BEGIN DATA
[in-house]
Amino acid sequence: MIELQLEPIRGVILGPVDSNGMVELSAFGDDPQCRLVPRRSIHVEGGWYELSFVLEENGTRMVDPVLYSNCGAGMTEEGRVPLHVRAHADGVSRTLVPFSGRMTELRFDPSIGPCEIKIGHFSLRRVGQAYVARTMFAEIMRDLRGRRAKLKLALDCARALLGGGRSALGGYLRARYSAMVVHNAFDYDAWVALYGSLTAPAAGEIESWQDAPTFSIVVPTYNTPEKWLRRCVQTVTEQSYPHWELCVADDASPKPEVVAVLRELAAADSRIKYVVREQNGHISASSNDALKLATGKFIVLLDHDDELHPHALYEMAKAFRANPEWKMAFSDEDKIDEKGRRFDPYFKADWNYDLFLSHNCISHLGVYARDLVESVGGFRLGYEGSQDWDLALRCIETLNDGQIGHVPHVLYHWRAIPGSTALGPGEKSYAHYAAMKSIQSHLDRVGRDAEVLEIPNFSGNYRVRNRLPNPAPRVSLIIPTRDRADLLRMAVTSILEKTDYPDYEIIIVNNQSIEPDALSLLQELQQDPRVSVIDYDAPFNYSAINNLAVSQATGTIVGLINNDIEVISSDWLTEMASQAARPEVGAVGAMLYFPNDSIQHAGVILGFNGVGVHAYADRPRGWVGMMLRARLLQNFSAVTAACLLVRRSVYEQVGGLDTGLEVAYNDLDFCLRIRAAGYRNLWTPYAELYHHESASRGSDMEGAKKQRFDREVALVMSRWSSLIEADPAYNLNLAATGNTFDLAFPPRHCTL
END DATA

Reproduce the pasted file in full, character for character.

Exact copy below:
[in-house]
Amino acid sequence: MIELQLEPIRGVILGPVDSNGMVELSAFGDDPQCRLVPRRSIHVEGGWYELSFVLEENGTRMVDPVLYSNCGAGMTEEGRVPLHVRAHADGVSRTLVPFSGRMTELRFDPSIGPCEIKIGHFSLRRVGQAYVARTMFAEIMRDLRGRRAKLKLALDCARALLGGGRSALGGYLRARYSAMVVHNAFDYDAWVALYGSLTAPAAGEIESWQDAPTFSIVVPTYNTPEKWLRRCVQTVTEQSYPHWELCVADDASPKPEVVAVLRELAAADSRIKYVVREQNGHISASSNDALKLATGKFIVLLDHDDELHPHALYEMAKAFRANPEWKMAFSDEDKIDEKGRRFDPYFKADWNYDLFLSHNCISHLGVYARDLVESVGGFRLGYEGSQDWDLALRCIETLNDGQIGHVPHVLYHWRAIPGSTALGPGEKSYAHYAAMKSIQSHLDRVGRDAEVLEIPNFSGNYRVRNRLPNPAPRVSLIIPTRDRADLLRMAVTSILEKTDYPDYEIIIVNNQSIEPDALSLLQELQQDPRVSVIDYDAPFNYSAINNLAVSQATGTIVGLINNDIEVISSDWLTEMASQAARPEVGAVGAMLYFPNDSIQHAGVILGFNGVGVHAYADRPRGWVGMMLRARLLQNFSAVTAACLLVRRSVYEQVGGLDTGLEVAYNDLDFCLRIRAAGYRNLWTPYAELYHHESASRGSDMEGAKKQRFDREVALVMSRWSSLIEADPAYNLNLAATGNTFDLAFPPRHCTL